The city's main cemetery, overlooking the sea and the town, is filled with fascinating tombs and marble scupltures. The abundance of English names on the graves (such as the founder of the Rugby school) indicates how popular Menton once was for the well-heeled Poms to spend their twilight years. Amazing view makes one feel one is on a Greek island.
"Eat your heart out"
Menton has a great little selection of eateries, influenced equally by Italy and France, but also including ethnic diversions such as Morroccan. All at affordable prices, compared to larger centres such as Nice.
Menton is on the Cote D'Azure, so far along the coast it is virtually on the Italian border. It is reputed to have the best climate on the Cote, and because of it's location beyond the main centres of Nice, Cannes and Monaco, it is fairly quiet by comparison.
Because of it's proximity to Italy, there is a lot of Italian influence in both the architecture and the culture. Menton is typical of those places where Italian culture has crossed over, such as in Lugano in Switzerland.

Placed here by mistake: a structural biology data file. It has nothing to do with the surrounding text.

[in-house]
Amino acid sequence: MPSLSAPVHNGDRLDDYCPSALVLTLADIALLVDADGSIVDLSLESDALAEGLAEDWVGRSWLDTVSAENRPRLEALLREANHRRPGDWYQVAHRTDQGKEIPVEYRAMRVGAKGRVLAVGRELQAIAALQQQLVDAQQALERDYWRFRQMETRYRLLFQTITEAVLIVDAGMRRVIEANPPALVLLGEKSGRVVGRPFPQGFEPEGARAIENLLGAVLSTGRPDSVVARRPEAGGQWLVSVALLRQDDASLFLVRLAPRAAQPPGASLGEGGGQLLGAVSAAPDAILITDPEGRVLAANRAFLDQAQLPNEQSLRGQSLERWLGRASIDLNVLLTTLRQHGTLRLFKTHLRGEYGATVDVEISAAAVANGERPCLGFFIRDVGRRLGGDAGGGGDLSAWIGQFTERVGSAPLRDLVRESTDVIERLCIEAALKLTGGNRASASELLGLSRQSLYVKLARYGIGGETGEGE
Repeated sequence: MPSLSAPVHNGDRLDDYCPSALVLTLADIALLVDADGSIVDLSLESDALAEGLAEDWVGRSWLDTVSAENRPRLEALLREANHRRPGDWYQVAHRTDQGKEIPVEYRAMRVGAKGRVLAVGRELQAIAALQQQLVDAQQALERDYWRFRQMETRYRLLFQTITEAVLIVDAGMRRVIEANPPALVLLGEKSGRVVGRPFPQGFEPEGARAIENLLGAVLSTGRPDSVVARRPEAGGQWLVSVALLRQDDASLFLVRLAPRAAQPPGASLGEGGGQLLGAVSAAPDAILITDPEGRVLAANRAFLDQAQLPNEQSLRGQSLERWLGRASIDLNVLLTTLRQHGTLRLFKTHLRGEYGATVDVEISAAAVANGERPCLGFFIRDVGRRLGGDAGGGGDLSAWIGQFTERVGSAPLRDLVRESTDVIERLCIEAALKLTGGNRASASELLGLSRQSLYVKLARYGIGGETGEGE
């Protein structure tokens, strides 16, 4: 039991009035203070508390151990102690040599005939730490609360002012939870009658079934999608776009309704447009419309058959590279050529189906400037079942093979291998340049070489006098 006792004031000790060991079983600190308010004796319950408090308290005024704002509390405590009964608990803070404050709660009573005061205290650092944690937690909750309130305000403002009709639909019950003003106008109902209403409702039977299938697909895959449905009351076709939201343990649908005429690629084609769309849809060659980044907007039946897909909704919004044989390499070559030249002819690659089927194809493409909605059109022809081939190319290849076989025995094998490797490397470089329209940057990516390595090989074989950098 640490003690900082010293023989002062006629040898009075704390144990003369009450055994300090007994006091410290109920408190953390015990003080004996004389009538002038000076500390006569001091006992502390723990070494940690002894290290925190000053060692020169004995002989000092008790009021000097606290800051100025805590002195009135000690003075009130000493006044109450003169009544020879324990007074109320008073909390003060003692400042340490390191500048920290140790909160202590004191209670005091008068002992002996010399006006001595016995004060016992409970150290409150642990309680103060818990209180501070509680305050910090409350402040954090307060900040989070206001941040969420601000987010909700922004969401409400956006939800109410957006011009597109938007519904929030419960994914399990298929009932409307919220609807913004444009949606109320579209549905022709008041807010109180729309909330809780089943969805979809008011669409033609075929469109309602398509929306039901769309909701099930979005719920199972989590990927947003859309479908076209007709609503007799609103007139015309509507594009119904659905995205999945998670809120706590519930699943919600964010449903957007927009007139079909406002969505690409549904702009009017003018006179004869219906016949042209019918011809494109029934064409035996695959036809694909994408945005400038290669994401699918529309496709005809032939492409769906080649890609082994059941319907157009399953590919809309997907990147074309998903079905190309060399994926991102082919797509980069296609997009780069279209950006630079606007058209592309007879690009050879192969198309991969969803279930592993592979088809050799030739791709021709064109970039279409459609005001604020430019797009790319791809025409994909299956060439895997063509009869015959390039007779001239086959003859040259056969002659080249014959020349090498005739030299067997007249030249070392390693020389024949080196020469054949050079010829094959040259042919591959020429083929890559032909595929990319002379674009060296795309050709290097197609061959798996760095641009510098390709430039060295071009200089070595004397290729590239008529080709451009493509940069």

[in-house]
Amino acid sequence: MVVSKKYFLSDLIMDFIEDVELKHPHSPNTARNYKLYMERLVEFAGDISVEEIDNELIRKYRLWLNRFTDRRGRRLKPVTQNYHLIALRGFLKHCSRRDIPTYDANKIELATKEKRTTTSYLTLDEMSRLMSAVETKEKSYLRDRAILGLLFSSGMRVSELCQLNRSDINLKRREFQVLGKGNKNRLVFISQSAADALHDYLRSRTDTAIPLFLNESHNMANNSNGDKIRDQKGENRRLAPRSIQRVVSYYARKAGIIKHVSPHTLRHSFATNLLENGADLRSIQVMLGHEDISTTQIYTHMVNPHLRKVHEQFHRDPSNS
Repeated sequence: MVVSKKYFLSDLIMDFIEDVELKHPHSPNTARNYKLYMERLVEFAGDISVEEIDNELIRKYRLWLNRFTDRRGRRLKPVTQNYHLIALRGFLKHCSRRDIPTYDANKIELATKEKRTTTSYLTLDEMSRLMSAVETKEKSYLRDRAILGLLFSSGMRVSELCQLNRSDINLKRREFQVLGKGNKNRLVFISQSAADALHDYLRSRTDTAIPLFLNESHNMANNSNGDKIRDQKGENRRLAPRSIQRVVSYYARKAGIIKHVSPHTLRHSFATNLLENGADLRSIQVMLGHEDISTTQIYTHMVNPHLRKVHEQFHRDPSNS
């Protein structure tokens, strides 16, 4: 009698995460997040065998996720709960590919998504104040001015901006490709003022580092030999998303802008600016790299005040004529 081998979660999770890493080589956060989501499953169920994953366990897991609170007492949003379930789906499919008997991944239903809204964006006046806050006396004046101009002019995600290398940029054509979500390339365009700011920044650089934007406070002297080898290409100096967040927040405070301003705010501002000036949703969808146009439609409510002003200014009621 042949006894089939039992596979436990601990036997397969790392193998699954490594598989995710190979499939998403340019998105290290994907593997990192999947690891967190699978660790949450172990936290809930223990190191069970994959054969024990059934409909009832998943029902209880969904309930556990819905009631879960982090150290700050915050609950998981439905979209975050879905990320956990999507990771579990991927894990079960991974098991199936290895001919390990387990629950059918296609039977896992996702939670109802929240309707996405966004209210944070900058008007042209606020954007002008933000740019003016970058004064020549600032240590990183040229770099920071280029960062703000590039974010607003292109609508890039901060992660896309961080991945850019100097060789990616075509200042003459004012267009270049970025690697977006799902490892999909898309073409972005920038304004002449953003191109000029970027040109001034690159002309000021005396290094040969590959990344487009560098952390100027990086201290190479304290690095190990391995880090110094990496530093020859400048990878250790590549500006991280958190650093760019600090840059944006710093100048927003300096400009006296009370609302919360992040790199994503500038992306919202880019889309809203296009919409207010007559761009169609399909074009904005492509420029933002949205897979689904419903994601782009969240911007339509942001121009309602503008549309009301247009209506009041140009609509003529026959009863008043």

"The Rue Longue"
This used to be the old Roman road from Italy into the south of France. It still follows it's original course, but nowadys it is crowded with shops and restaurants. here are two views, in different directions.
The tall buildings and the narrow streets make this area of town a good shady place to hide from that midday sun!
If you're not spooked out at the thought of looking round a cemetary, take a look at the one up by St. Michel. It's typical of the French style of cemetary, so unlike those we find in England. Even those graves and tombs that have been unattended for years still have a picturesque charm.
As an added bonus, you get a fantasic view from this elevated position.
"The Beach And Promenade"
The main bay sweeps round from beyond the Hotel Dauphin to roughly the Old Town. It then arcs in again as it sweeps round towards Italy. Here is a view across the bay, from in front of The Dauphin.
"The Promenade Du Soleil"